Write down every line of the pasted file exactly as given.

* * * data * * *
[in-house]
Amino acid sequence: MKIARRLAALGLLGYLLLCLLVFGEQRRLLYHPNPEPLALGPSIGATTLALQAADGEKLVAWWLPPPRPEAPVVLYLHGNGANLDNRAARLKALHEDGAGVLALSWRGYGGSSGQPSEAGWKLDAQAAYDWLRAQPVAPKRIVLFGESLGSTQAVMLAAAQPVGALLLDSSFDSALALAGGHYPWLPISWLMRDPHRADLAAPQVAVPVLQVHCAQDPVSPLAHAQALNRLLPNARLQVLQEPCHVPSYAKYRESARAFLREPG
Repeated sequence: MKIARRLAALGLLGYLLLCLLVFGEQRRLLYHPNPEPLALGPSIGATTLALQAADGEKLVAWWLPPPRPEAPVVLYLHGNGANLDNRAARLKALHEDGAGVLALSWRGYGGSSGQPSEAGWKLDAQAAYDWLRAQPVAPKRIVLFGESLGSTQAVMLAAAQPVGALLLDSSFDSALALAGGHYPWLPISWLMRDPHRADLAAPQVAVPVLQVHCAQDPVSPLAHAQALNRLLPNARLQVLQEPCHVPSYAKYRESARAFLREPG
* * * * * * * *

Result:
[in-house]
Amino acid sequence: MKIARRLAALGLLGYLLLCLLVFGEQRRLLYHPNPEPLALGPSIGATTLALQAADGEKLVAWWLPPPRPEAPVVLYLHGNGANLDNRAARLKALHEDGAGVLALSWRGYGGSSGQPSEAGWKLDAQAAYDWLRAQPVAPKRIVLFGESLGSTQAVMLAAAQPVGALLLDSSFDSALALAGGHYPWLPISWLMRDPHRADLAAPQVAVPVLQVHCAQDPVSPLAHAQALNRLLPNARLQVLQEPCHVPSYAKYRESARAFLREPG
Repeated sequence: MKIARRLAALGLLGYLLLCLLVFGEQRRLLYHPNPEPLALGPSIGATTLALQAADGEKLVAWWLPPPRPEAPVVLYLHGNGANLDNRAARLKALHEDGAGVLALSWRGYGGSSGQPSEAGWKLDAQAAYDWLRAQPVAPKRIVLFGESLGSTQAVMLAAAQPVGALLLDSSFDSALALAGGHYPWLPISWLMRDPHRADLAAPQVAVPVLQVHCAQDPVSPLAHAQALNRLLPNARLQVLQEPCHVPSYAKYRESARAFLREPG